Battle of the Bogside
The First Sight of British Soldiers on N.Ireland’s Streets
The Battle of the Bogside started on 12 August 1969, the day of the Apprentice Boys annual march around the Walls of Derry to commemorate the Siege of 1689.
Catholic youths, disaffected by the perceived discrimination of the Unionist Government and the Londonderry Corporation and growing in confidence through the civil rights movement, started throwing petrol bombs at the security forces which had saturated the area to protect the contentious Apprentice Boys parade.
The RUC responded with CS gas in the opening salvo’s of a confrontation that would last three days and change the face of Northern Ireland.
On the evening of the second day, Taoiseach Jack Lynch made a broadcast stating that the Dublin government ‘could not stand by’ while catholics were being brutalised by the security forces in the Bogside. Field hospitals were opened by the southern authorities in nearby County Donegal and Irish diplomats abroad attempted to exert some indirect pressure on the British government to bring an end to the rioting and address the wider issues in Northern Irish society.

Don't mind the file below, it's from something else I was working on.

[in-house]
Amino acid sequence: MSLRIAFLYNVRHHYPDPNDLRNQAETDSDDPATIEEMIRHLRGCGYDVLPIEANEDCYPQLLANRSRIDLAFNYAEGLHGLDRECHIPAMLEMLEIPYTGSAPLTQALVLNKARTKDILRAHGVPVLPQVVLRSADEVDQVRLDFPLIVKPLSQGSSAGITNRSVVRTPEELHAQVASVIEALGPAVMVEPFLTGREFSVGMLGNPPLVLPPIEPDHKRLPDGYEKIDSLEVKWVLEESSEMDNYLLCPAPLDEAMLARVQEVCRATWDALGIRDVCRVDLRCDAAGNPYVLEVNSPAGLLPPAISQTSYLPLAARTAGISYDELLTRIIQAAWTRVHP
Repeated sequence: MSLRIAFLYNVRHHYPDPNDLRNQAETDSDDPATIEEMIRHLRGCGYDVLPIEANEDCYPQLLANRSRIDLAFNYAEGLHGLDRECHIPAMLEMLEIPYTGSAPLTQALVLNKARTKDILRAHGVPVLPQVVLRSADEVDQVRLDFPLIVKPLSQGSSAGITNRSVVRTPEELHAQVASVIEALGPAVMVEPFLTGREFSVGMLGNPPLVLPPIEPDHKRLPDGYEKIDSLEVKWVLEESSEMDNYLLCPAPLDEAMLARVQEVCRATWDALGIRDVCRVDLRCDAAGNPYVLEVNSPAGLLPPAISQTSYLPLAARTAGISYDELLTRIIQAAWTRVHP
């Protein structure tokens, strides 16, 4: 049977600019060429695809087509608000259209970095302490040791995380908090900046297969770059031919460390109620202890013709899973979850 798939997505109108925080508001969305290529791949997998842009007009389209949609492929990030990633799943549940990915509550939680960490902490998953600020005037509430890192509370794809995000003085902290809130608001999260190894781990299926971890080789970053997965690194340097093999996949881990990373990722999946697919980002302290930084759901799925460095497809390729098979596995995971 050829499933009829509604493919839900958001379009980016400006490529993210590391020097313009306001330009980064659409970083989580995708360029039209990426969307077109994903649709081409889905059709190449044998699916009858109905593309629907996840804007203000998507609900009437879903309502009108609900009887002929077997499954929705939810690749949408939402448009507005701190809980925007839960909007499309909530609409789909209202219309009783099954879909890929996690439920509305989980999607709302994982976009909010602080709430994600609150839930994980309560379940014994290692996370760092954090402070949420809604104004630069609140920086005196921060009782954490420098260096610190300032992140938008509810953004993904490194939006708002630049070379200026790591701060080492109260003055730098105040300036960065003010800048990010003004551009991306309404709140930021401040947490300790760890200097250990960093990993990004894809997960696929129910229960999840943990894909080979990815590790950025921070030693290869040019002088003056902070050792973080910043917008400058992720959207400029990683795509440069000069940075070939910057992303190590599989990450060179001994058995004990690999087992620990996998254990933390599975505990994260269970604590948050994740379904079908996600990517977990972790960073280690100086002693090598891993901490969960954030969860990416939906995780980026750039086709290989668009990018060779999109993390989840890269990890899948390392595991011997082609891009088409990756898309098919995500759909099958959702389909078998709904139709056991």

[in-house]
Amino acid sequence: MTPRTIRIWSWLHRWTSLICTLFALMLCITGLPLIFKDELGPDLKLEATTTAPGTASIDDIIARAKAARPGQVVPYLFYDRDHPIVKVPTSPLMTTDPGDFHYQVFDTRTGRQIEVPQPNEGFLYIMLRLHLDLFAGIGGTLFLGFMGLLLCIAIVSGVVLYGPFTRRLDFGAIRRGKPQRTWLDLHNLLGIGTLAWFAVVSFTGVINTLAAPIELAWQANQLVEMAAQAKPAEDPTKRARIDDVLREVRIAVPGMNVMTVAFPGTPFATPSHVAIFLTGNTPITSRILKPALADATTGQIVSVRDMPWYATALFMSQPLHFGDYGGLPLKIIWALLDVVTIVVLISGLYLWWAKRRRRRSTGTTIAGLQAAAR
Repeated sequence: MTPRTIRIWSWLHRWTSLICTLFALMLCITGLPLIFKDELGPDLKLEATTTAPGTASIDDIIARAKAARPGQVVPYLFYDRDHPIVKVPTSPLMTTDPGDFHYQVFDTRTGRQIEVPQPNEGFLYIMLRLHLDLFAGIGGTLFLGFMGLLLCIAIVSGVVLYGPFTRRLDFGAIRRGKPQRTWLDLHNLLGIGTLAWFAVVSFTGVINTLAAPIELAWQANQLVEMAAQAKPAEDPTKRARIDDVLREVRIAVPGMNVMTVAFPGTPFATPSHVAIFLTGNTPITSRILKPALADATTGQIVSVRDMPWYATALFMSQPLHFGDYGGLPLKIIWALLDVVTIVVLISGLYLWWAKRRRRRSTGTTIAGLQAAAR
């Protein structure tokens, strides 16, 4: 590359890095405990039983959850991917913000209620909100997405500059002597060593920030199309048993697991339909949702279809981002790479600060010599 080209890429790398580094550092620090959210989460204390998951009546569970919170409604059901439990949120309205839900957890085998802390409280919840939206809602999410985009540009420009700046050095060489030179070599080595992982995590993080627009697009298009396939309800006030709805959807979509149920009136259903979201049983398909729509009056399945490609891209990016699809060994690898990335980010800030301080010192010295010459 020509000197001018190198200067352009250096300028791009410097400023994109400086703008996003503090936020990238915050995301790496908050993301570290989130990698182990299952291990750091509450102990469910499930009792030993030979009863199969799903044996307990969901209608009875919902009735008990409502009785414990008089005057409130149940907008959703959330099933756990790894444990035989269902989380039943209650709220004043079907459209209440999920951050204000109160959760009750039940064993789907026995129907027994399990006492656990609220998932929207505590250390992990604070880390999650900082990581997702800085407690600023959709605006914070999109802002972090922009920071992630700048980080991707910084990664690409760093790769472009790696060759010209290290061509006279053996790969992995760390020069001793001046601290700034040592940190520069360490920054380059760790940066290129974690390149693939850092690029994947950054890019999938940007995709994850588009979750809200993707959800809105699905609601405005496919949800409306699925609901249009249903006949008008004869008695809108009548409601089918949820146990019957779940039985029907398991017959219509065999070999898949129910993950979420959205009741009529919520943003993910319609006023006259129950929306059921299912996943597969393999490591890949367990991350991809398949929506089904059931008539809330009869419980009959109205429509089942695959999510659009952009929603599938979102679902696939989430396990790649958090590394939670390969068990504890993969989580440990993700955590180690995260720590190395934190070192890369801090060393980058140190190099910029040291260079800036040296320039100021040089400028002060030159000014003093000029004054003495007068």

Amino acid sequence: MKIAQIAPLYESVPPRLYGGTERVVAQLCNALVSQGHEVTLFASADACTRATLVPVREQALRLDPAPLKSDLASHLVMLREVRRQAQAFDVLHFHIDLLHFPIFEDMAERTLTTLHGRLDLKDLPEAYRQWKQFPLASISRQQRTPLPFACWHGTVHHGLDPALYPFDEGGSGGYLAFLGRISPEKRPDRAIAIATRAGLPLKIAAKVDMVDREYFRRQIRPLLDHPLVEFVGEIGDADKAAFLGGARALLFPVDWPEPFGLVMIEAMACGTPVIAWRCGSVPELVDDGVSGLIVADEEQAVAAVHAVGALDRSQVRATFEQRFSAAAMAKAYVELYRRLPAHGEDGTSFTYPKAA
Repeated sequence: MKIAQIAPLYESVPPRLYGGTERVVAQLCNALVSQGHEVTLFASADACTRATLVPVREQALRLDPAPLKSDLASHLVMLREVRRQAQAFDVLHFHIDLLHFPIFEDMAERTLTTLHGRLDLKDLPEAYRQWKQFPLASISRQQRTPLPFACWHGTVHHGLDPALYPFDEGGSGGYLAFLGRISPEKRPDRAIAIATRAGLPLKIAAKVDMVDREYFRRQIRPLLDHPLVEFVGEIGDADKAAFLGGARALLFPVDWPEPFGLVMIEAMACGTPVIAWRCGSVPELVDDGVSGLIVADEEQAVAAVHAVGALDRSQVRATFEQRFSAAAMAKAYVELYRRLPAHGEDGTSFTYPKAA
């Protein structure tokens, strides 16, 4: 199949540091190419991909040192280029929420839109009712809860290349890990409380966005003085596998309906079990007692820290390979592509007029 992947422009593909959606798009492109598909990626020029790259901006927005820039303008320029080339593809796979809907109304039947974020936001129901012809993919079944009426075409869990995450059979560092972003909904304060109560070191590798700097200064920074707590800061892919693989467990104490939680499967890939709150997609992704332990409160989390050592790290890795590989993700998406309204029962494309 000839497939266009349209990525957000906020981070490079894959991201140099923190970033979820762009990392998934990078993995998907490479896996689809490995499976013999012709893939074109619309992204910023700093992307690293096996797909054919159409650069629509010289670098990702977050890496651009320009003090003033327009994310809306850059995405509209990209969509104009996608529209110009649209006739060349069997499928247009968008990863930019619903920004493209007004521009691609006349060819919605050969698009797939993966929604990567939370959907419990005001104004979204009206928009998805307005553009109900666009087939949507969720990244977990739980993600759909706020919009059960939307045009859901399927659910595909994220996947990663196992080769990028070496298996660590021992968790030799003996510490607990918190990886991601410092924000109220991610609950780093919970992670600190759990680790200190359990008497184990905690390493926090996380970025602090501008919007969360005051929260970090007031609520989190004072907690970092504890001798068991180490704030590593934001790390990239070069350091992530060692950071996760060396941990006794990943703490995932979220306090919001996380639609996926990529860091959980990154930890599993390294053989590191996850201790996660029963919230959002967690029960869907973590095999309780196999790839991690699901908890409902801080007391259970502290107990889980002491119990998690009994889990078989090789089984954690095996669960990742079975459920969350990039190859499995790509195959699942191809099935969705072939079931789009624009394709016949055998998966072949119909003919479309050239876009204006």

As the situation deteriorated, nationalist leaders, including John Hume and Bernadette Devlin, called for the intervention of the British Army. The youth of the Bogside were joined by others from across the city in mounting what they viewed as a defence of their community from the protestant and Unionist forces of the State. Across Northern Ireland nationalist areas erupted in rioting designed to stretch police resources and provide respite for the rebels in the Bogside.
After three days, the Northern Ireland government finally requested military assistance. At 5pm on Thursday, 14 August 1969, a company of the Prince of Wales’ own Regiment took over security control from the RUC in the centre of Derry. Some of the residents of the Bogside were initially unsure as to whether they were British or Irish soldiers. The so-called ‘no-go’ areas [for the police] were established immediately. This was the first deployment of the British Army onto the streets of Northern Ireland of the modern conflict. It was arguably also the real starting point of the ‘troubles’ here.
Years later and British troops are still involved in the north ‘in support of the civil authority’, albeit in increasingly reduced numbers and in less prominent roles as the peace process has moved forward over the past decade.